Jonathan Knutson, Forum News Service, Published August 22 2013
Early barley yields mixed in ND, northwest MinnesotaNorth Dakota and northwest Minnesota barley growers had wrapped up an excellent harvest by this time a year ago. This year, most producers are just beginning their harvest, two or three weeks later than usual, and early returns are mixed.
Brian Lacey, who raises barley in Wendell, Minn., on the southern edge of Minnesota’s main barley-growing area, already has finished his barley.
Yields were below average, the result of too-wet conditions this spring, though quality is fairly good, he says.
He’s hopeful that barley farther north in Minnesota, where the crop was planted later and the harvest is just beginning, will fare better.
Barley harvest typically begins in North Dakota and northwest Minnesota in late July. The crop is one of the first to be harvested in the region. This year’s harvest is delayed because of a late, wet spring.
North Dakota typically leads the nation in barley production. Minnesota is in the top 10, with the northwest part of the state accounting for the majority of barley production.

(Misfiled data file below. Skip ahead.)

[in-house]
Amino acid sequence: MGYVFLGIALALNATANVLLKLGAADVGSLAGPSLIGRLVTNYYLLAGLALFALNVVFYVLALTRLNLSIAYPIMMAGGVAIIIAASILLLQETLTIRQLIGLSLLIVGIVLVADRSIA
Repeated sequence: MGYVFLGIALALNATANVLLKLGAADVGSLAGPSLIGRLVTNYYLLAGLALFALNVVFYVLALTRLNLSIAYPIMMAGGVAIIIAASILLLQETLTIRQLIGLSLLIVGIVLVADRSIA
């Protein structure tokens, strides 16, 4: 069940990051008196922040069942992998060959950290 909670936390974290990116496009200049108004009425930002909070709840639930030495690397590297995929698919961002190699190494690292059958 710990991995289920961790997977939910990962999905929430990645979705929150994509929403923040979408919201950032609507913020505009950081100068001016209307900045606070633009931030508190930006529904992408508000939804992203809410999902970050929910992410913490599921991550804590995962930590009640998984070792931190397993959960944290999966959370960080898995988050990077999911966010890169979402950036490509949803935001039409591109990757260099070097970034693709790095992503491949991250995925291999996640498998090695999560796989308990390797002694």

This year, North Dakota farmers planted an estimated 900,000 acres of barley, behind an estimated 1 million barley acres in Montana.
Wet conditions this spring in northern and north-central North Dakota, where much of the state’s barley is grown, prevented many barley fields from being planted and delayed planting on other fields.
Mark Seastrand, who farms in Sheyenne, N.D., says the wet spring allowed him to plant only about two-thirds of his fields.
“I think it will be an average crop. Nothing spectacular,” he says.
Jim Broten is a barley producer in Dazey, N.D., on the southern fringe of the state’s main barley-growing area.
He says the first barley fields he harvested were planted on relatively poor soil and didn’t yield well. But yields improved on fields with better soil, he says.
Barley once was a common crop in North Dakota and western Minnesota. But competition from other crops and grower dissatisfaction with prices have led farmers to cut back sharply on barley acreage or to quit growing it altogether.
Broten has grown barley since 1964. He says new varieties and simplified weed-control practices have made growing the crop easier and more enjoyable.
“The problem with barley is, the prices sometimes aren’t what we’d like,” he says.
He and other growers say that barley has become a specialty crop grown under contract on a limited number of acres.